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Can Cardio Boost Metabolism?

author image Paula Quinene
Paula Quinene is an Expert/Talent, Writer and Content Evaluator for Demand Media, with more than 1,500 articles published primarily in health, fitness and nutrition. She has been an avid weight trainer and runner since 1988. She has worked in the fitness industry since 1990. She graduated with a Bachelor's in exercise science from the University of Oregon and continues to train clients as an ACSM-Certified Health Fitness Specialist.
Can Cardio Boost Metabolism?
All forms of cardio, such as walking or running, immediately boost your metabolism. Photo Credit: Jupiterimages/Stockbyte/Getty Images

All forms of cardio, such as walking or running, immediately boost your metabolism. It takes plenty of energy for your cells to catch up with the demands of working muscles. The number of calories you burn increases as you transition from a resting level of metabolism to an exercising rate of metabolism. Aerobic exercise can boost your metabolism for hours or even days after each session.

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Frequency, Intensity, Duration and Mode

The four variables of cardiovascular training are the frequency of your sessions, the intensity of each session, the duration or length of time per session and the exact type of exercise performed. By altering one or two variables every time you do aerobic exercise, you increase your metabolism simply because you are forcing your muscle cells to respond to a slightly different stimulus or stress. Walking the same routes, at the same speed and for the same 20 minutes every day, does little to boost your metabolism. However, if you set the treadmill program for a different level of intensity and add 2 minutes to your duration for every session, you will boost your metabolism.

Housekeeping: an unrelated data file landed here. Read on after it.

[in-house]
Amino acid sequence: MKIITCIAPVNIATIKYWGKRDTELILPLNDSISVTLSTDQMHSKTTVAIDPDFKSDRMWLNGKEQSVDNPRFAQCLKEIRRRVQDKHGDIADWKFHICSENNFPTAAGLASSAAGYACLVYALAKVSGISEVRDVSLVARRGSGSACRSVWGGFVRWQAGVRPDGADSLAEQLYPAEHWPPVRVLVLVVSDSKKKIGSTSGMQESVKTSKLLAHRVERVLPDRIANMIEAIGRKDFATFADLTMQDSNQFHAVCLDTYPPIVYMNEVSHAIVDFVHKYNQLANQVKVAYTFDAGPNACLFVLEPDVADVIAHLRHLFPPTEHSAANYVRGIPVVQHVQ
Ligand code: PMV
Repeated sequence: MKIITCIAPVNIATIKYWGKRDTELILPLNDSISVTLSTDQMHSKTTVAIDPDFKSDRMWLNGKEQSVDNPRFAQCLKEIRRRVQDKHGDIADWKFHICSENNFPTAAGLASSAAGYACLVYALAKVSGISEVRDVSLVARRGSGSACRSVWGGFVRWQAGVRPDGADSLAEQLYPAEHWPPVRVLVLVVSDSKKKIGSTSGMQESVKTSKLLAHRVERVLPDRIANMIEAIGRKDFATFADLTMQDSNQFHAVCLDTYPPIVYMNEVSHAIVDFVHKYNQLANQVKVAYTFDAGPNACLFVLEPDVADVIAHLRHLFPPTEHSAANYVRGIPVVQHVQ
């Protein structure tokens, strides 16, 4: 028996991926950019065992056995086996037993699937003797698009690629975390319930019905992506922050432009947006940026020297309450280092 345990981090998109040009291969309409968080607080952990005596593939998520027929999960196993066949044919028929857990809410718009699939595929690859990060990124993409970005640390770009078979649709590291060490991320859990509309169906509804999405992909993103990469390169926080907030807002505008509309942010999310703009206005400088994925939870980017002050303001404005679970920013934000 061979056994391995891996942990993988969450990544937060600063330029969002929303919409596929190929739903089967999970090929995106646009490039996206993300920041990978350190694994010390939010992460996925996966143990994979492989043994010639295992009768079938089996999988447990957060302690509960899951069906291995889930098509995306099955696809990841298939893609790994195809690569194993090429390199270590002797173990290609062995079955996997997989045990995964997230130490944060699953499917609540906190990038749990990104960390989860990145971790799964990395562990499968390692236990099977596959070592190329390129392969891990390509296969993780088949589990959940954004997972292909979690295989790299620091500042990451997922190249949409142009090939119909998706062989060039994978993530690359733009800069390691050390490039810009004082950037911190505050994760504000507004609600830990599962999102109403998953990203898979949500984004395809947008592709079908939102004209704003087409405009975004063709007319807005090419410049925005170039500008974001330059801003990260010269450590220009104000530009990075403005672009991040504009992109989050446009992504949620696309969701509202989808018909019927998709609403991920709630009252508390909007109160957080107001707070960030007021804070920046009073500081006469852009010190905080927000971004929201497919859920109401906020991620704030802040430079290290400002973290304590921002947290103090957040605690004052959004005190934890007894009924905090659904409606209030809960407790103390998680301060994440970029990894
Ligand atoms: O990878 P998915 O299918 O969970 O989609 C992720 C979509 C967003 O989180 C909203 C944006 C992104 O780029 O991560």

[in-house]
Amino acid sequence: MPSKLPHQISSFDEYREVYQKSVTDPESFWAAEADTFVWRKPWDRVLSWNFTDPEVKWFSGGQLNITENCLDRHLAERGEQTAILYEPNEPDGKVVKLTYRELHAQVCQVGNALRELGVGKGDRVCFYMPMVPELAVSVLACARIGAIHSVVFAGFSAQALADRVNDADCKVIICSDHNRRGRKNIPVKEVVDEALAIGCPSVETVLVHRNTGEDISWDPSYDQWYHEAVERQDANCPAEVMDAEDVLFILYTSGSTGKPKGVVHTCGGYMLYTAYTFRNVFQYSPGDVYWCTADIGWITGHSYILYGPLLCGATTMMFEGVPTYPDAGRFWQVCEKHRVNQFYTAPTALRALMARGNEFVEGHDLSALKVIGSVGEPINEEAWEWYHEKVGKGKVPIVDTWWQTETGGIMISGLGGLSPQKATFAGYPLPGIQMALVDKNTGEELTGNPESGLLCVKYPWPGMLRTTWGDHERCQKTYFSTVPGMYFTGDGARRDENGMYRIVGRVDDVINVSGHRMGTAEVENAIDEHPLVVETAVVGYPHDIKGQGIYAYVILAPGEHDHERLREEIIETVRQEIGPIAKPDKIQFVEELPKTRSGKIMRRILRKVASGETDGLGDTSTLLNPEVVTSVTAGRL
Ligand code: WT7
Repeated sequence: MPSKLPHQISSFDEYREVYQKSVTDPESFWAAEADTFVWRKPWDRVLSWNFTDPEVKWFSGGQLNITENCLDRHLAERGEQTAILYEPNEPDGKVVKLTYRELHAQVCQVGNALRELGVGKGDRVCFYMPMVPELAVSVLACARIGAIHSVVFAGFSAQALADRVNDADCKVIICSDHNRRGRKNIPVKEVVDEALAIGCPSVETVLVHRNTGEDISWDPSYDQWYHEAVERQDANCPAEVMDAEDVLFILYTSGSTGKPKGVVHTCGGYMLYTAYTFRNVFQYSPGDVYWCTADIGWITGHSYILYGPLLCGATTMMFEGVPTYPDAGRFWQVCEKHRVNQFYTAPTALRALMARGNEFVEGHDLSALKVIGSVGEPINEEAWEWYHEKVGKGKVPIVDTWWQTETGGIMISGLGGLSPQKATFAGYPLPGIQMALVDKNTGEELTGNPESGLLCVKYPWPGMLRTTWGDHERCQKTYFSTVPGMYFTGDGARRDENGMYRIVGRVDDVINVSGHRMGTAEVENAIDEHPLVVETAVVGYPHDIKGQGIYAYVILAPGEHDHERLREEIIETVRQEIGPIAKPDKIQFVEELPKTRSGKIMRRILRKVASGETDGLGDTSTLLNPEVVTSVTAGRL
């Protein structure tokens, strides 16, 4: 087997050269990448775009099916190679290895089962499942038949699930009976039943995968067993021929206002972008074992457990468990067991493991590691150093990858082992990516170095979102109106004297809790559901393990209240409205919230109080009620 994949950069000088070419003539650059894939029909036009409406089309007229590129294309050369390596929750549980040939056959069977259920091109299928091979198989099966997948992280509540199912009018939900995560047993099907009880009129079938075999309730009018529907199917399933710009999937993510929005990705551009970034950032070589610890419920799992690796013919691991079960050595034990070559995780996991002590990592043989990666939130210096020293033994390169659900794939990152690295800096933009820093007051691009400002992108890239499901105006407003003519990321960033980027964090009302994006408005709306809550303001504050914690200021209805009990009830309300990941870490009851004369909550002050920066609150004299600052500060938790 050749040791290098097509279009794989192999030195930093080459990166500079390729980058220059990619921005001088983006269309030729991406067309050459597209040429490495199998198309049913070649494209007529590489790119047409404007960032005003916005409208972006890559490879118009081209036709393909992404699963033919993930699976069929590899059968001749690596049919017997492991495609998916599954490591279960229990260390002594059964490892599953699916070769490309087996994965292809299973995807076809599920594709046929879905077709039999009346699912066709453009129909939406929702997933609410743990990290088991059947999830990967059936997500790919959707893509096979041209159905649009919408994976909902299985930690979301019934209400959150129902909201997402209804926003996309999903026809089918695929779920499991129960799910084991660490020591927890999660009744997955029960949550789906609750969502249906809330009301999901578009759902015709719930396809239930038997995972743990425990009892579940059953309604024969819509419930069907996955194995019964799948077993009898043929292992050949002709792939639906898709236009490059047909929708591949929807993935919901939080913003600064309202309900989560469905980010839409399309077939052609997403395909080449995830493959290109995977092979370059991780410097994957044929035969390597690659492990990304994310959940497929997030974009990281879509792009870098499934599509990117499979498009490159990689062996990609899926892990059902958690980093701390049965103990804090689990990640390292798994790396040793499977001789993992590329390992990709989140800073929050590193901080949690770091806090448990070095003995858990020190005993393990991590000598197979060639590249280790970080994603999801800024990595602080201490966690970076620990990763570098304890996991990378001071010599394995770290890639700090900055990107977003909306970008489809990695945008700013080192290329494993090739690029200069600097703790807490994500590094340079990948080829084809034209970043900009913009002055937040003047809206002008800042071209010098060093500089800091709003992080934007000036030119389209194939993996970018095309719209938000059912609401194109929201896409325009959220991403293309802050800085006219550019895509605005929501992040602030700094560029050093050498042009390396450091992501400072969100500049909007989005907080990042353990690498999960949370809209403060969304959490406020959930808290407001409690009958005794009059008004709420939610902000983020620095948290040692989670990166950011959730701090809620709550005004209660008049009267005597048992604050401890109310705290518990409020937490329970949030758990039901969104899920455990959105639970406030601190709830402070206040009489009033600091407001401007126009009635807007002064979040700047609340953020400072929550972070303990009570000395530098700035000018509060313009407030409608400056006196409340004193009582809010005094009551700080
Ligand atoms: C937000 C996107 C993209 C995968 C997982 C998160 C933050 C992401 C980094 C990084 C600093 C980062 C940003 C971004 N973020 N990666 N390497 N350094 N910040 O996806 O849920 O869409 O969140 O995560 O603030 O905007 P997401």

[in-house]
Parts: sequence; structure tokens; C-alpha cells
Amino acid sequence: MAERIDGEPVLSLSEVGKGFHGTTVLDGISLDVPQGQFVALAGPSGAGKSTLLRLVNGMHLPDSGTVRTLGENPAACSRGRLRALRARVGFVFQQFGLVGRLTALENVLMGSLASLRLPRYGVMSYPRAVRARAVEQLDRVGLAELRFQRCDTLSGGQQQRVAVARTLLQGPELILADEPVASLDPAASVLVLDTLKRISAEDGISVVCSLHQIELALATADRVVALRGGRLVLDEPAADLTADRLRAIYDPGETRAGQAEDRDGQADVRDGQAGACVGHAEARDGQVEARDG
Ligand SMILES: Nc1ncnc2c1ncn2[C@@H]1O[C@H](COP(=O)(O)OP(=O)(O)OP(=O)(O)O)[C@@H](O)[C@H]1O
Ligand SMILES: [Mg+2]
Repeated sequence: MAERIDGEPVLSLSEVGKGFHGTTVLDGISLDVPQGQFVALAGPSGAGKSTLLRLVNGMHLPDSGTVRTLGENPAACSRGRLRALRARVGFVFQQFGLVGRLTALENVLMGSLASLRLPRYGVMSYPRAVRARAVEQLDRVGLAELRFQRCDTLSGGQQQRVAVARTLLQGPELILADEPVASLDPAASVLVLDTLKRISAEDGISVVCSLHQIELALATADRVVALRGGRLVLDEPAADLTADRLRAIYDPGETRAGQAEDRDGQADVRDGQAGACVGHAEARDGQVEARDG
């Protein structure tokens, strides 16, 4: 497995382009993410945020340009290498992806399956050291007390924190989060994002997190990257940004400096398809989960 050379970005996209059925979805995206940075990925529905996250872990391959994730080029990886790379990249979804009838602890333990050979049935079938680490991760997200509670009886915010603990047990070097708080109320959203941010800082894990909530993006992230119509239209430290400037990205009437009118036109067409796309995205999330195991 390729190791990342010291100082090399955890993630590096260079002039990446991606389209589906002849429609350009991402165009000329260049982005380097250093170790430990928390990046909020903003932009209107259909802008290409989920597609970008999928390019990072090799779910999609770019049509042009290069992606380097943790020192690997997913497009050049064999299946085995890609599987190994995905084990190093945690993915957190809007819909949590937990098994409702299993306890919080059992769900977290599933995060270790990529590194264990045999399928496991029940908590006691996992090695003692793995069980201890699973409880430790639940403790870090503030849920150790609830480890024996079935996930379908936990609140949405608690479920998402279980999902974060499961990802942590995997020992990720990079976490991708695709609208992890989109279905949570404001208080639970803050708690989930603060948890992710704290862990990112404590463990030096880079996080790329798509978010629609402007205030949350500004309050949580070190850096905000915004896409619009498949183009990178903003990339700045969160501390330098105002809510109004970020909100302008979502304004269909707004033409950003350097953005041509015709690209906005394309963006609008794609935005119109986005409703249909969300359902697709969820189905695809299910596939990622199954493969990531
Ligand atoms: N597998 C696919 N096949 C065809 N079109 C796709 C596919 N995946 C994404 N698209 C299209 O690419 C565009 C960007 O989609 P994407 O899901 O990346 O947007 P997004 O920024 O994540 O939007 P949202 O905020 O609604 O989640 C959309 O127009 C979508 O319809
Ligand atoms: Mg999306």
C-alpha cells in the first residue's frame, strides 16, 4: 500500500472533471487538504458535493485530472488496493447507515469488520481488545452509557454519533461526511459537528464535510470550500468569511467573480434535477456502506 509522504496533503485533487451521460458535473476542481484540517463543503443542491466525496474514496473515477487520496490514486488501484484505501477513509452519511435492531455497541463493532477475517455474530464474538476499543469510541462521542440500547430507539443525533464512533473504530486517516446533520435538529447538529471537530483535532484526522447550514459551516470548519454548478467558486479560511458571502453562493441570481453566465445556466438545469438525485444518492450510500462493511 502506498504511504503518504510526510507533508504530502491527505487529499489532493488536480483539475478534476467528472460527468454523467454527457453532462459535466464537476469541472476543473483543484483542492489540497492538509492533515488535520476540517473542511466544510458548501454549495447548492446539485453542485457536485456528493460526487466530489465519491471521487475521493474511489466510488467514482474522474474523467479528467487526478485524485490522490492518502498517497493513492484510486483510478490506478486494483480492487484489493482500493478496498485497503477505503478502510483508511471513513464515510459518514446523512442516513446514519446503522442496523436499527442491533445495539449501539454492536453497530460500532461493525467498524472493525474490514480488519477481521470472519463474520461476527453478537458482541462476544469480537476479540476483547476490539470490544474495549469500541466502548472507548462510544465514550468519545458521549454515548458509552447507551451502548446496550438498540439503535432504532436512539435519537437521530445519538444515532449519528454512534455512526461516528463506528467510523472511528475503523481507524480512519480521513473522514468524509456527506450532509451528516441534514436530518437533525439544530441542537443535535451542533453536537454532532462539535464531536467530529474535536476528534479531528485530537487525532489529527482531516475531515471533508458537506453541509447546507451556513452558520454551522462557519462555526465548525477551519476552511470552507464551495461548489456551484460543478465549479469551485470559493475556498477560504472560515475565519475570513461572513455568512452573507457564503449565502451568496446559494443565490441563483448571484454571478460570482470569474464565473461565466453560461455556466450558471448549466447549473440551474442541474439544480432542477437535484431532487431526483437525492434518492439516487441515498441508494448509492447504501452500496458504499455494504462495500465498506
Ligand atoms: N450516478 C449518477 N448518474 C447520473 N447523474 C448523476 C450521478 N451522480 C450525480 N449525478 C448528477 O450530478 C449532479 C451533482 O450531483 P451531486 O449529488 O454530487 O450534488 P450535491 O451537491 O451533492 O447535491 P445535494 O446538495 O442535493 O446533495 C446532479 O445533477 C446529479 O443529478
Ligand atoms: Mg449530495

Long-Duration, Low-Intensity Training

Long-duration, low-intensity workouts stimulate muscle-cell adaptations, which does increase metabolism if you maintain a regular exercise program. Long cardio sessions, lasting 30 minutes or more, increase the concentration of enzymes and cell structures that convert the energy in your food to energy that your cells can use, according to the authors of “Exercise Physiology, Energy, Nutrition & Human Performance.” These adaptations will revert back to the initial state once you stop exercising. Long, steady-state aerobics also make you into a better fat-burning machine. Include one long cardio workout, such as an hour walk or a run session, in your exercise program every week.

Short-Duration, High-Intensity Training

Short-duration, high-intensity workouts -- known as high-intensity interval training -- raise your metabolism more than any other type of aerobic exercise. The increase in enzymes and cell structures occurs at a greater magnitude than in long-duration, low-intensity training. These workouts burn plenty of calories during the session and even more calories after the workout, according to a 2009 article published in “Strength and Conditioning Journal.” Complete a short-duration, high-intensity workout once per week. Try sprinting for 30 seconds, then walking for 90 seconds, and repeat the cycle for total of 20 minutes of exercise.

This form of cardio can put you at a greater risk of injury and illness. If you have health conditions such as high blood pressure and heart disease, high-intensity intervals are not safe for you unless done in a medical fitness center under direct supervision.

Moderate-Duration, Mixed-Intensity Training

Moderate-duration, mixed-intensity training falls between long and short workouts. These sessions help you to increase the intensity that you can perform during long-duration workouts, while keeping you fit enough to perform short, high-intensity ones. You enhance your metabolism during and after each session. Perform one to two moderate-duration routines, such as a 2-mile run at a challenging but doable pace, each week.

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